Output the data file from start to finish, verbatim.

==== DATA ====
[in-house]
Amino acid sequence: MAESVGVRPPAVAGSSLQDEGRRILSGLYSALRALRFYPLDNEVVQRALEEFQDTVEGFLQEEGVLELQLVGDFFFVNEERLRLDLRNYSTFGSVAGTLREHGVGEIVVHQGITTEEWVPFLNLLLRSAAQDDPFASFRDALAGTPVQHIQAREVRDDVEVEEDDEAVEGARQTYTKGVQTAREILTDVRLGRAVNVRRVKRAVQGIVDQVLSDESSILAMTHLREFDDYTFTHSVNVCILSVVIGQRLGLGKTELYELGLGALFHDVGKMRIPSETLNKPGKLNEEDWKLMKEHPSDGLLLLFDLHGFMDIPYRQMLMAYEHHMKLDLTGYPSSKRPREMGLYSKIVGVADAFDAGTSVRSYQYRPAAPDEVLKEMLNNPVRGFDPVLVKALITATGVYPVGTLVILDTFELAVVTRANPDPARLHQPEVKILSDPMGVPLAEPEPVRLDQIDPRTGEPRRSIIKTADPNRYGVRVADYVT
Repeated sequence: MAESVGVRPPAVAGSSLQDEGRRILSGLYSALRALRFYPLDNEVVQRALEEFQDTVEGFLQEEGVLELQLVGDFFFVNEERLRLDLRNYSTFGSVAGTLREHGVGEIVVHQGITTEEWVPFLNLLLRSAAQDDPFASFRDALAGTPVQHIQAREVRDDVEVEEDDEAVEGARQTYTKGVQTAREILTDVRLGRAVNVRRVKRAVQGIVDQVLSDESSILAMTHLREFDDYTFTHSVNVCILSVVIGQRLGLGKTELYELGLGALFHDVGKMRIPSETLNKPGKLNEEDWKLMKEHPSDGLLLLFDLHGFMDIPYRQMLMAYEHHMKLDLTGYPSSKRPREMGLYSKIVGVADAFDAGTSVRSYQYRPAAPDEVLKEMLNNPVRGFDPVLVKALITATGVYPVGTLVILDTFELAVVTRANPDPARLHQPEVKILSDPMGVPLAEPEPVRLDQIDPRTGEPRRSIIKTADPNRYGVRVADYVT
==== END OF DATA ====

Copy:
[in-house]
Amino acid sequence: MAESVGVRPPAVAGSSLQDEGRRILSGLYSALRALRFYPLDNEVVQRALEEFQDTVEGFLQEEGVLELQLVGDFFFVNEERLRLDLRNYSTFGSVAGTLREHGVGEIVVHQGITTEEWVPFLNLLLRSAAQDDPFASFRDALAGTPVQHIQAREVRDDVEVEEDDEAVEGARQTYTKGVQTAREILTDVRLGRAVNVRRVKRAVQGIVDQVLSDESSILAMTHLREFDDYTFTHSVNVCILSVVIGQRLGLGKTELYELGLGALFHDVGKMRIPSETLNKPGKLNEEDWKLMKEHPSDGLLLLFDLHGFMDIPYRQMLMAYEHHMKLDLTGYPSSKRPREMGLYSKIVGVADAFDAGTSVRSYQYRPAAPDEVLKEMLNNPVRGFDPVLVKALITATGVYPVGTLVILDTFELAVVTRANPDPARLHQPEVKILSDPMGVPLAEPEPVRLDQIDPRTGEPRRSIIKTADPNRYGVRVADYVT
Repeated sequence: MAESVGVRPPAVAGSSLQDEGRRILSGLYSALRALRFYPLDNEVVQRALEEFQDTVEGFLQEEGVLELQLVGDFFFVNEERLRLDLRNYSTFGSVAGTLREHGVGEIVVHQGITTEEWVPFLNLLLRSAAQDDPFASFRDALAGTPVQHIQAREVRDDVEVEEDDEAVEGARQTYTKGVQTAREILTDVRLGRAVNVRRVKRAVQGIVDQVLSDESSILAMTHLREFDDYTFTHSVNVCILSVVIGQRLGLGKTELYELGLGALFHDVGKMRIPSETLNKPGKLNEEDWKLMKEHPSDGLLLLFDLHGFMDIPYRQMLMAYEHHMKLDLTGYPSSKRPREMGLYSKIVGVADAFDAGTSVRSYQYRPAAPDEVLKEMLNNPVRGFDPVLVKALITATGVYPVGTLVILDTFELAVVTRANPDPARLHQPEVKILSDPMGVPLAEPEPVRLDQIDPRTGEPRRSIIKTADPNRYGVRVADYVT